Another 6 months have passed, which means that it’s time to planeswalk from Kaladesh to Amonkhet. We’re traveling from a world of invention, gizmos, and gadgets to one of mummies, death, and an all-dominating Bolas. While that sounds like doom and gloom, I for one could not be happier, because this set looks totally awesome so far! Let’s start with the obvious candidates:
These will have huge implications on Standard and allow decks to play more lands. I don’t think they’re quite as good as the scry lands were because they won’t help you fix your early draws like those did, but there are upsides over the scry lands. The most important is when you have 7+ lands in play and want another crack at a spell right away. With scry lands you had to wait a whole turn if there was a good spell on top, but that’s no longer the case. This ability is better in midrange decks and lower curve decks that can now run a few extra lands to help their curve consistency but still dig into reach in the late game. Midrange decks typically just want to cast a 4-6 mana haymaker every single turn but don’t care as much about lands 7+. These lands help find those haymakers more consistently.
True control decks will still very much like this cycle, but they’re also the decks that want to hit their land drop every single turn. That means these will just be tap lands in control decks more often than they would be in lower curve decks. The upside though is that control decks want to run even more lands than usual, and these push that to the extreme. If there’s an Esper Control deck in new Standard, it can get away with 28-29 lands fairly easily because 8 of them can just cycle in the late game. The presence of more lands also makes the shadow and battlelands better because their conditions are easier to fulfill. This means every deck can take advantage of the new cycle in different ways and that’s exciting to me as a deck builder.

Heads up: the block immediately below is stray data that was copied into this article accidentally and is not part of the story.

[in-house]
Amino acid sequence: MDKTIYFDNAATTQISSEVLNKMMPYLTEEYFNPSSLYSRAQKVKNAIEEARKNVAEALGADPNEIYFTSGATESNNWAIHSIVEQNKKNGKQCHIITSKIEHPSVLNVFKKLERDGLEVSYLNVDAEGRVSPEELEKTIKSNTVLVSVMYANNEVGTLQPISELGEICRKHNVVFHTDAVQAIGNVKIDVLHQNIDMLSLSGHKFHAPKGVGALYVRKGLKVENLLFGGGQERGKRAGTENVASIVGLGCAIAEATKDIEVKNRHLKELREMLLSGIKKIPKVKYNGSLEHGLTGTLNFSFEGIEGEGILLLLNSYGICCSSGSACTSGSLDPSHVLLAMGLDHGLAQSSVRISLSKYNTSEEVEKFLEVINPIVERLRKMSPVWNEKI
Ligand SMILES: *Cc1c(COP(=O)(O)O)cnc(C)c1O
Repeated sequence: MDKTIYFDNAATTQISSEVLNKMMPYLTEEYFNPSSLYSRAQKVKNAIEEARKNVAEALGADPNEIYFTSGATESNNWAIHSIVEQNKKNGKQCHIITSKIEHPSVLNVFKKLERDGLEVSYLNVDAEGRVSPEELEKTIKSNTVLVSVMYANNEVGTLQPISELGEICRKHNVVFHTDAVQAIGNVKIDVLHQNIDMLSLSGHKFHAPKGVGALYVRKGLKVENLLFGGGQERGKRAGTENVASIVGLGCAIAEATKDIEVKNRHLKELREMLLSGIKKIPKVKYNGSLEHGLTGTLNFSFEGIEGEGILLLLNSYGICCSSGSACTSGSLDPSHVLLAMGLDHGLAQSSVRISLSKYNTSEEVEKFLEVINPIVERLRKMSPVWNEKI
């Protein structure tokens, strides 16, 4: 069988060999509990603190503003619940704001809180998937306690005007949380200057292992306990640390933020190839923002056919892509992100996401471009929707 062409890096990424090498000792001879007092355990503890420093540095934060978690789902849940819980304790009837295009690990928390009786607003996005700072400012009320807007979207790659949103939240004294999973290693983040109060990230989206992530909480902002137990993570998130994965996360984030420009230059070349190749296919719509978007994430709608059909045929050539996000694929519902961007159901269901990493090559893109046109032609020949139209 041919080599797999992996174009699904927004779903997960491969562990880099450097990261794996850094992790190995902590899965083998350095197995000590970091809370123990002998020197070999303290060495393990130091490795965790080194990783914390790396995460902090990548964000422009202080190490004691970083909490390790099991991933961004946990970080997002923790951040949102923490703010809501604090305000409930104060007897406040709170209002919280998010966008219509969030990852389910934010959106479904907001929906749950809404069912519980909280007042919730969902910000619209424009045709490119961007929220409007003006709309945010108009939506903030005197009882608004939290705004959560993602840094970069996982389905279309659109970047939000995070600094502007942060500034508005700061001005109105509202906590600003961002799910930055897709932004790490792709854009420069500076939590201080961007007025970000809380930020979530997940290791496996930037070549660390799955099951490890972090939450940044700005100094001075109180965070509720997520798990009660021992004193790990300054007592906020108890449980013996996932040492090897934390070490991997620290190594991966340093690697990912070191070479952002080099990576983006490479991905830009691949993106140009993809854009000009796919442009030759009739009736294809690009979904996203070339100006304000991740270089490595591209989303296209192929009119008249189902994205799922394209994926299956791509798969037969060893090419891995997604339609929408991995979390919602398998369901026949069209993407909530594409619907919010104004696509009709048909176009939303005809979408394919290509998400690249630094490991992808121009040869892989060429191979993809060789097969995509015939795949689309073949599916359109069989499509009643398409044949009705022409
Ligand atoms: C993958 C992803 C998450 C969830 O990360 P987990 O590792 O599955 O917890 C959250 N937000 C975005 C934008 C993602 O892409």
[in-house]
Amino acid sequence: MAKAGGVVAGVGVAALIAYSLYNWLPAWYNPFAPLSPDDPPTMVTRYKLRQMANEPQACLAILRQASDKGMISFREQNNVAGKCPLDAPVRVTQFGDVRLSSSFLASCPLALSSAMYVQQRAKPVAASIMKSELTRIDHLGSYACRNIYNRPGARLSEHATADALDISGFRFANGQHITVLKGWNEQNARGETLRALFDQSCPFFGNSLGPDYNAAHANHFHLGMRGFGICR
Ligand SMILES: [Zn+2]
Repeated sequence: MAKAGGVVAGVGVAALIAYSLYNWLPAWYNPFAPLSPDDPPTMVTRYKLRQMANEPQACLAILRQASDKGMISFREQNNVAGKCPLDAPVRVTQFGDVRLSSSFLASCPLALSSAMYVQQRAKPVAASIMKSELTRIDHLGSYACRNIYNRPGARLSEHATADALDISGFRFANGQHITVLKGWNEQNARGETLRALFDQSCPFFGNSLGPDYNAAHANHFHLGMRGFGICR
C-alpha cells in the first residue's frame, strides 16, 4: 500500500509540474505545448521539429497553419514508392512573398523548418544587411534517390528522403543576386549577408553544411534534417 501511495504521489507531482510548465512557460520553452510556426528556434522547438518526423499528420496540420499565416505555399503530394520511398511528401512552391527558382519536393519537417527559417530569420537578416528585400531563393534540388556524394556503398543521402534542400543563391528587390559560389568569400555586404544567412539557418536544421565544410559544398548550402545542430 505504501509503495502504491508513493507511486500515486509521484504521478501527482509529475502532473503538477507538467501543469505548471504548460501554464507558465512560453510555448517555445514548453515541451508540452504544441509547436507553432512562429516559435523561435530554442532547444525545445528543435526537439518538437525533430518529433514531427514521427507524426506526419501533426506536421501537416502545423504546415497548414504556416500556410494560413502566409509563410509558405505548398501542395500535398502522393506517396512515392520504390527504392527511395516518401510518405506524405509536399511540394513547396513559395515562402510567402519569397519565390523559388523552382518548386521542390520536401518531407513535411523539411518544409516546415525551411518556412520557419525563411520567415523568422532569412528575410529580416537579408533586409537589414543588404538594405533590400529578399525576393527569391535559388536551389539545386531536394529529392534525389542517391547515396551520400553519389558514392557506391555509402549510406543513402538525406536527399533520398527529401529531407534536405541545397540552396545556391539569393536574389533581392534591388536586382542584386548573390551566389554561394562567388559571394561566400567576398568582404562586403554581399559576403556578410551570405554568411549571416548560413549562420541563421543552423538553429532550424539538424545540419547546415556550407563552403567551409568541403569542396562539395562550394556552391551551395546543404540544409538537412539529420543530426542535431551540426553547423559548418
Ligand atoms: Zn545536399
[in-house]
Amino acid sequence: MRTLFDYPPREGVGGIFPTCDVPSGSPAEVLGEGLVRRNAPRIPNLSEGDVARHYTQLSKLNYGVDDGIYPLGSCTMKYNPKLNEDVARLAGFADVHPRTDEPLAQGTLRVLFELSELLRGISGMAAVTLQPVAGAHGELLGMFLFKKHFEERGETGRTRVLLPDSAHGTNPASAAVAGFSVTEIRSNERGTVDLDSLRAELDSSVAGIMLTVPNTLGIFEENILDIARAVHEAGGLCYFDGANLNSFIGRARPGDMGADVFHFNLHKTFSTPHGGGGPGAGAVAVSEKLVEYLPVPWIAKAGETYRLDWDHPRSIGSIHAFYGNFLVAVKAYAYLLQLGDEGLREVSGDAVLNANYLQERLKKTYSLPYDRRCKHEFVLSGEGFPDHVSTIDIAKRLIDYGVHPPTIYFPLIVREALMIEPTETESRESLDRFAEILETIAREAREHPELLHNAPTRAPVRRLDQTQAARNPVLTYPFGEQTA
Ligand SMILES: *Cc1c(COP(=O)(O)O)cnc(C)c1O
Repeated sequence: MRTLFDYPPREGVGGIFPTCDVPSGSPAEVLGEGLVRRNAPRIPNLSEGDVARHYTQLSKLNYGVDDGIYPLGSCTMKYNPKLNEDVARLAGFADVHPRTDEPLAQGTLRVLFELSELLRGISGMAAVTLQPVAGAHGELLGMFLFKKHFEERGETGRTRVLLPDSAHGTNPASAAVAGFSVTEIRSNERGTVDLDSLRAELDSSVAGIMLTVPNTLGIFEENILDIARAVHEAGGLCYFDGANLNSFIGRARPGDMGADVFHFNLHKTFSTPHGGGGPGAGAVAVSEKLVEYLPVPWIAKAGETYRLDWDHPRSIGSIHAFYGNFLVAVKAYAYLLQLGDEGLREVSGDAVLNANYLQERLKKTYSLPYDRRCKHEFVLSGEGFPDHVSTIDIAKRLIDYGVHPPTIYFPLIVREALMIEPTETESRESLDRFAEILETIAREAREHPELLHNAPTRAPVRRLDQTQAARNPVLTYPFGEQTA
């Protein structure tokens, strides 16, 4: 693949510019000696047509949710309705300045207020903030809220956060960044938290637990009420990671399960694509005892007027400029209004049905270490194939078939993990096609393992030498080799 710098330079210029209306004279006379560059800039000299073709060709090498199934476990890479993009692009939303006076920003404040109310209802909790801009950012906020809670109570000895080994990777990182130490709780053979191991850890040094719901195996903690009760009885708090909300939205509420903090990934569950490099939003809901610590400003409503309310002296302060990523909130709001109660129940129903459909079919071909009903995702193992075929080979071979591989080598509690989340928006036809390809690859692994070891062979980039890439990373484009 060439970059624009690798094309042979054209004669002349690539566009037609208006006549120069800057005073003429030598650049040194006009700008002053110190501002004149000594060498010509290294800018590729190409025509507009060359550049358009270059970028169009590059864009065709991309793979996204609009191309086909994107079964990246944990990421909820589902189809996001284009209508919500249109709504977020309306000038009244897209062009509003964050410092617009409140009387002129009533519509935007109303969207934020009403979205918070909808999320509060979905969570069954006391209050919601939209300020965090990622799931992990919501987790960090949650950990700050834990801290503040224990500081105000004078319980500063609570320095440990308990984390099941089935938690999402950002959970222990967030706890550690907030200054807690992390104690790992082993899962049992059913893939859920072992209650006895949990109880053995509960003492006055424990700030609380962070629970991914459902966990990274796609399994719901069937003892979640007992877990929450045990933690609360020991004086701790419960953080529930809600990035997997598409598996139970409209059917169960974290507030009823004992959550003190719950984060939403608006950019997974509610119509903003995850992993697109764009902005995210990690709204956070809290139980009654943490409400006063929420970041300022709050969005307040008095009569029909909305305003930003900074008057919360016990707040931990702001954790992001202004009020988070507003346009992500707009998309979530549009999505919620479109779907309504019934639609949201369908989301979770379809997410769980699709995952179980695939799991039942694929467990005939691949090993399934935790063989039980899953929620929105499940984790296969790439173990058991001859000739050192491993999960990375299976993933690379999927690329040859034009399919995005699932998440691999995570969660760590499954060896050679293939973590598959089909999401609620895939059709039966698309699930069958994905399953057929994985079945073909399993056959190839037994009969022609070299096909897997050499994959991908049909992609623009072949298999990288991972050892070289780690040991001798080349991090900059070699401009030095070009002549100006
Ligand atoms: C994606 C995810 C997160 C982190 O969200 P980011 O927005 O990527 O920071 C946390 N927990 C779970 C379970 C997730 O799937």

As excited as I am for upcoming Standard, I’m even more hyped to see what else is in Amonkhet for Limited. Kaladesh was interesting to me because it was such a hard departure from where Limited is usually at. It was about maximizing curves in the extreme, and Pascal did a good job covering the crazy 13-15 land decks of the format. That was a fascinating development, but the extreme curve-outs also had downsides for me. My two major criticisms were that it was often very difficult to come back from a great curve out. Both players built their decks to maximize curving, but that meant that if one player stumbled they’d just get run over. Missing land drops was particularly brutal for this reason.
The second was that some commons and uncommons were just miles ahead of the competition. Every time my opponent cast a Renegade Freighter or a Ridgescale Tusker, I couldn’t help but feel that my chances of winning that game decreased tremendously. These cards were worse too because there weren’t any real ways to play around them. You often had to just double-block a Frieghter and hope to get 2-for-1’d, at which point your opponent would cast a combat trick and you’d practically lose on the spot. I’m in for cards that can help end games of Magic, but this was a bit too much for me and I hope Wizards learned its lesson about pushing the best commons and uncommons to this degree.